Monday, August 31, 2015
What libraries have meant, and will mean (perhaps)
It is a lovely book, handsomely designed with endnotes, author bios, bibliography, index, and an eight-page, four-color insert—illustrations of ancient and medieval book cabinets. The essays consider the social roles libraries have played across the age, as centers for scholarship, mazes, sanctuaries, archives, and repositories for hidden wisdom. As Crawford writes in her introduction, "Although they are arranged to follow the library's development through history, the essays aim to offer simply glimpses of what libraries were like at these times rather than a comprehensive history. They focus on what libraries were used for, why they were needed, why they were meaningful to the various communities from which they emerged, and provide impressions rather than analyses of their value in the changing chronological contexts."
Edith Hall, Professor of Classics at Kings College London, opens the book by noting that our first certain literary response to a library is in a raucous comedy by Aristophanes, first performed in 425 B.C. The book closes with an essay by James Billington, the Librarian of Congress, who argues that "librarians are becoming more rather than less important in this new age of instant electronic communication; and libraries as places have a key role to play in building and sustaining participatory and accountable democratic societies—the kind that have historically not fought one another." In between these two essays, we read about the growth of community libraries in England and Scotland, the library in fiction from Gilgamesh to Borges, the library in film (think "Ghostbusters"), the library in poetry, and more.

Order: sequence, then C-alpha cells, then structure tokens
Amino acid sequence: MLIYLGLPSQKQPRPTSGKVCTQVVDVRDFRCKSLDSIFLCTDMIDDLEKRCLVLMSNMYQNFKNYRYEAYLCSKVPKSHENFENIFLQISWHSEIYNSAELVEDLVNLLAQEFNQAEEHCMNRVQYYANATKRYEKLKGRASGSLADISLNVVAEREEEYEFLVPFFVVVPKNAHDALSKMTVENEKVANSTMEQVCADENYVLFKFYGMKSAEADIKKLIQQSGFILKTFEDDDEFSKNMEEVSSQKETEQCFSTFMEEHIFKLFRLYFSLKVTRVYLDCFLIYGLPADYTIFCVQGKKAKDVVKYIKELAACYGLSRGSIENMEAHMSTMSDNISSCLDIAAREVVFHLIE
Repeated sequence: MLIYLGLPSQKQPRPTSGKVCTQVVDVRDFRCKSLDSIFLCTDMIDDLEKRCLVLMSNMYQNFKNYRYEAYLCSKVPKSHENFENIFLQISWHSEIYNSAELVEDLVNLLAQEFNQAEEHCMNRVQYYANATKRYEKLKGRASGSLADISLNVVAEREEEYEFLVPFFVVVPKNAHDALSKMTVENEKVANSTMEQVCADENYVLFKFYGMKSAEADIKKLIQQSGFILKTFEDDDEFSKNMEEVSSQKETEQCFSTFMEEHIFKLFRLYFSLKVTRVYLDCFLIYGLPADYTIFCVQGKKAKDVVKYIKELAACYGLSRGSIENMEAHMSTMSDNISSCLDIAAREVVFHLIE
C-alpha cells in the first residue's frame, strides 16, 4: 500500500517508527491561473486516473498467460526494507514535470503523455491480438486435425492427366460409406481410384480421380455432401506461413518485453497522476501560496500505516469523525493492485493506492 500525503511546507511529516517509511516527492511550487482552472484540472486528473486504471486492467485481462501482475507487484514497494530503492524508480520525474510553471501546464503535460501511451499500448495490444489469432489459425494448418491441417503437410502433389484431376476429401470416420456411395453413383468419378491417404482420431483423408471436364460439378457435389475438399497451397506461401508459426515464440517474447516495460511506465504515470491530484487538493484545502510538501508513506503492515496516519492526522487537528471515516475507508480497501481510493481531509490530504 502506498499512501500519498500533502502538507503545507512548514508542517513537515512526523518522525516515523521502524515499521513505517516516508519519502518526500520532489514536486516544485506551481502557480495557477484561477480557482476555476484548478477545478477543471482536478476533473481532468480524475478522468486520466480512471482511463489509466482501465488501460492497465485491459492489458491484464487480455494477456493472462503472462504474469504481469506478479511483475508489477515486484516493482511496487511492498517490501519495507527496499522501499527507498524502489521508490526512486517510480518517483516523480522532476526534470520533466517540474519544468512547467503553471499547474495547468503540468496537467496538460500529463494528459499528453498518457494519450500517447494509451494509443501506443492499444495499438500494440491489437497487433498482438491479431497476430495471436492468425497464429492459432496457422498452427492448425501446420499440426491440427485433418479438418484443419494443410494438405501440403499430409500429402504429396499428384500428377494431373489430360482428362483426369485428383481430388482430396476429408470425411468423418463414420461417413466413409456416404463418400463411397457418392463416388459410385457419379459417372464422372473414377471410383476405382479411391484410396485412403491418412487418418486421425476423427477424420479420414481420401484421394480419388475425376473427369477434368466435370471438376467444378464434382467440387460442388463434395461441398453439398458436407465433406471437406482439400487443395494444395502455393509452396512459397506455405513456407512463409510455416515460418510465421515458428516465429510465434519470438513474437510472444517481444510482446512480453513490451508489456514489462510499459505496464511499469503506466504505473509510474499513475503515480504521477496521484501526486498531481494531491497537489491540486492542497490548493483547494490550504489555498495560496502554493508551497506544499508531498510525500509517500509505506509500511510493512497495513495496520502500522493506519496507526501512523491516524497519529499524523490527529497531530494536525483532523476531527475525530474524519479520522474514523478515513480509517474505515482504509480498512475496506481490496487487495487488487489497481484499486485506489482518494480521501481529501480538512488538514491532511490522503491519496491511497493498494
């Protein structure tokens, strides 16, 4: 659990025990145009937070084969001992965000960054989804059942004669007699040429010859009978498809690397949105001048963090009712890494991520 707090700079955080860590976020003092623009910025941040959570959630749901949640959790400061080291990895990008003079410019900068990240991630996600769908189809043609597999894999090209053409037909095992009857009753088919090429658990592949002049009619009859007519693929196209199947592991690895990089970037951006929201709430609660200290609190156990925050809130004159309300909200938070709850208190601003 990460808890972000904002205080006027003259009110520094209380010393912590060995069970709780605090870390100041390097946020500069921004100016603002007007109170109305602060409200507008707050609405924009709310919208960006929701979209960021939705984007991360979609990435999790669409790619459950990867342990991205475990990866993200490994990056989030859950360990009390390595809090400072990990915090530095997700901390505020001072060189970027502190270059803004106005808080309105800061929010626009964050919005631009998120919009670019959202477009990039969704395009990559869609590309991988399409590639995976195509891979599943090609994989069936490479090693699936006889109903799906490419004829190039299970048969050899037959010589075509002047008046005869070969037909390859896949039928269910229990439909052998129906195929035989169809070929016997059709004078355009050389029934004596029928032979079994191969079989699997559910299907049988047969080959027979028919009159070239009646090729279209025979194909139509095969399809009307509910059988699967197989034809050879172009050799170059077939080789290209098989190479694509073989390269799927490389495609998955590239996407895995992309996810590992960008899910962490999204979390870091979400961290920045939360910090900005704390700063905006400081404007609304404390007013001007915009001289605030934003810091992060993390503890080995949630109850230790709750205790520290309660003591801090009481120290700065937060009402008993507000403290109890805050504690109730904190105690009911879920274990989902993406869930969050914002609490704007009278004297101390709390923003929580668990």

At least two profound shifts have affected the library in history. The first was the invention of printing and movable type. With the spread of printed books—inexpensive compared to hand-copied codexes—a library was no longer a way for Europe's richest to flaunt their wealth and culture.
We're in the middle of the second shift: the rise of the internet and digital copies. This means that something like the HathiTrust, founded only in October 2008 as a consortium of research libraries, now has more than 11 million volumes and is one of the 10 largest research library collections in North America.
As a novelist, I was particularly interested in rise of community libraries in 19th century England. The worthies in charge saw the institution as a tool of edification and moral enlightenment. Novels were a problem. Narrative fiction "seemed to be so constructed by manipulative and morally bankrupt authors as to sensationalize or whitewash bad behavior and encourage emotional incontinence among readers through blatant titillation. The other worry, closely related to the first, was that such literature was also simultaneously much more likely to appeal to and therefore to lead astray those vulnerable readers with the weakest constitutions, specifically women, the young, and—a fascinating Georgian perception—servants, as a consequence threatening not just public morality but also the social and political order." Shades of Seduction of the Innocent.
Clearly The Meaning of the Library is not a book for everyone. But for those of us who love books and have long loved libraries it is a stimulating and fascinating survey of "the library" in Western culture.